Overall, while the Wyrd seem a little too neutral (and bland) to me, they seem balanced. In this product, you get a lot of material for your money, which is nice, and the material presented are focused on the Wyrd (with a few feat exceptions). I didn't find a lot of typos and layout mistakes, which is also a plus. I am going to settle on 3.5 stars, rounded down for the purpose of this format.


Innovative, cool race.

****( )

The other reviews have been quite extensive, so I'm going to keep it short and sweet:
The Wyrd are cool, especially for a setting that has ties with an oriental continent/culture.

The race per se is really imaginative, although I'm not sure whether I'd use them as PCs - they seem to be quite strong, at least for my rather low-powered, rare magic campaign.

The paragon-class is cool and captures the eastern fantasy-flick-flair nicely.

The PrC is awesome - I could see myself playing this class.
The new Spells are cool, too.

Why only 4 stars? They are kinda hard to implement and seem to be a bit stronger than the core races. Plus: While there are a lot of allusions to Questhaven, I have nor yet managed to piece everything together. A sourcebook on the city would be awesome and would help to make this pdf even cooler. *nudgenudge* ;)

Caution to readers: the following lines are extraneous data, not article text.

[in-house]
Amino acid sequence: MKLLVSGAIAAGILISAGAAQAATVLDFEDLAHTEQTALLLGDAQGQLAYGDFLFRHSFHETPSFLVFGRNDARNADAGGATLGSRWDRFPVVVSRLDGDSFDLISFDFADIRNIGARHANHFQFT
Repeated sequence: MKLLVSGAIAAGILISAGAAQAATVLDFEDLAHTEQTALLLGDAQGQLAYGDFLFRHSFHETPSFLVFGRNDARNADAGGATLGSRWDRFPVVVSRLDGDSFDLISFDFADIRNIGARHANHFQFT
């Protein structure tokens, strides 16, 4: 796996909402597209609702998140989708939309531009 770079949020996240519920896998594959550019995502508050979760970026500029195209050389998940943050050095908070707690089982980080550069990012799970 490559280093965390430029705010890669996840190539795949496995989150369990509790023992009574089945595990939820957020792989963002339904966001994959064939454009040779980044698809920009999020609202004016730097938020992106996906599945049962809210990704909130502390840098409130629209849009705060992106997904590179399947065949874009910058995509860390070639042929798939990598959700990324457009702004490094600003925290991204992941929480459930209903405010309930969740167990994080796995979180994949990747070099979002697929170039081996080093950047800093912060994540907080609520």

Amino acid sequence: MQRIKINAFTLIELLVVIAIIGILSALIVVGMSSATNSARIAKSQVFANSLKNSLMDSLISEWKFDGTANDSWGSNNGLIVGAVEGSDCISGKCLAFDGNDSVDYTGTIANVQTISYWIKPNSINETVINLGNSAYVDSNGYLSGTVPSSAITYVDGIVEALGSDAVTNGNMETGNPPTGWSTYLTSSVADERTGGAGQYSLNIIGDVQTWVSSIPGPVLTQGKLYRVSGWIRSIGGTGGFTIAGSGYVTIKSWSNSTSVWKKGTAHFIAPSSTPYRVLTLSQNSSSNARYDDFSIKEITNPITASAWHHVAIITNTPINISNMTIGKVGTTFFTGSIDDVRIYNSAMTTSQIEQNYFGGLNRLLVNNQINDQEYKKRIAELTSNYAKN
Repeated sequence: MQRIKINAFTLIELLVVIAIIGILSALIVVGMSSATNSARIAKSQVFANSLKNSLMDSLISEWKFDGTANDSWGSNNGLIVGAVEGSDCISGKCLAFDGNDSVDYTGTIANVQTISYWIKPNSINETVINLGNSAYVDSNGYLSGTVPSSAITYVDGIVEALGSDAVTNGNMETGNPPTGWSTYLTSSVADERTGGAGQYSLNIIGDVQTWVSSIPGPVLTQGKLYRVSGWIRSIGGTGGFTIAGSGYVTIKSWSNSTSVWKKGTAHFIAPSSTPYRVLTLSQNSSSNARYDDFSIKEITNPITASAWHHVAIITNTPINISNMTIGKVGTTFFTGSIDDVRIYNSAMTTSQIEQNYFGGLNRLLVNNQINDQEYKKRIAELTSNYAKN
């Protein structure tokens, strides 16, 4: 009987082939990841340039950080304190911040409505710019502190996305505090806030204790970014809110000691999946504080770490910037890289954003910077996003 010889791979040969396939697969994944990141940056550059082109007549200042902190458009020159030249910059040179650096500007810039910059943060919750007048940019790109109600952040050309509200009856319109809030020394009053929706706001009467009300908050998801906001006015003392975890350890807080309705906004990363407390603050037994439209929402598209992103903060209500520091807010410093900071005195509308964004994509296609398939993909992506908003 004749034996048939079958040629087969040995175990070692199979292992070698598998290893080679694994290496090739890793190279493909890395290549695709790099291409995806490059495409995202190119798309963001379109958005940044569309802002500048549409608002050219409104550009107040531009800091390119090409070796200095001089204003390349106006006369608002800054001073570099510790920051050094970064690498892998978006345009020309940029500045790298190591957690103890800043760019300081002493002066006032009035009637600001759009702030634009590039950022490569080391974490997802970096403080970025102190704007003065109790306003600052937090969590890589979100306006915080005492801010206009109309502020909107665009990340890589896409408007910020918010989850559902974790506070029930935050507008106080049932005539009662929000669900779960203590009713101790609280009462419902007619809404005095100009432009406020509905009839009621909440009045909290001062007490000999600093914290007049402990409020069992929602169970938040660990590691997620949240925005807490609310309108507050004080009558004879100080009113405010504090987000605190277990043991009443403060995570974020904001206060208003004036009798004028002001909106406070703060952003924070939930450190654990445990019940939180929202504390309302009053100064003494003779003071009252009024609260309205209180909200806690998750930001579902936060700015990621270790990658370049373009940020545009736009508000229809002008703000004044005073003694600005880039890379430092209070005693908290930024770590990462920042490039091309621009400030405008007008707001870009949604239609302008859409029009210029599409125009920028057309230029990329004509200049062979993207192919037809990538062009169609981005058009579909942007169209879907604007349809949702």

EDIT: If you have an oriental campaign or a high-fantasy campaign and need a power-behind-the-throne villain-build, be sure to check "Wyrds" out. The PrC alone is worth the price of the pdf.


I really like these guys, I'm just not sure what to do with them . . .

***( )( )

The concept of elf/oni is kind of cool. Its also not something that seems like it would be common. The support material for this races, including a PrC and a Paragon class, are really solid. I really liked that this was reworked as a standard race instead of trying to shoehorn the original +6 LA race into Pathfinder.